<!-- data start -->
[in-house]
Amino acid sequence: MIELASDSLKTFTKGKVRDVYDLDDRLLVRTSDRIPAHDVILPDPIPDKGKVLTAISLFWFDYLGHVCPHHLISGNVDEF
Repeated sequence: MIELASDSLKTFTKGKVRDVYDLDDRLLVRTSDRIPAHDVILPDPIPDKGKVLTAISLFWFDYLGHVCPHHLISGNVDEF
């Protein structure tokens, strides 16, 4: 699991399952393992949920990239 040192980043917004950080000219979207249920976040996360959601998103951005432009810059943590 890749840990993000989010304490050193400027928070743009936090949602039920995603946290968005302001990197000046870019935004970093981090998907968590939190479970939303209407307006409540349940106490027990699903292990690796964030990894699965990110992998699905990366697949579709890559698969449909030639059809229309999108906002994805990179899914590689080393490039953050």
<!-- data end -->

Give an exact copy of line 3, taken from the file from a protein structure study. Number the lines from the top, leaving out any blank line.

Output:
Repeated sequence: MIELASDSLKTFTKGKVRDVYDLDDRLLVRTSDRIPAHDVILPDPIPDKGKVLTAISLFWFDYLGHVCPHHLISGNVDEF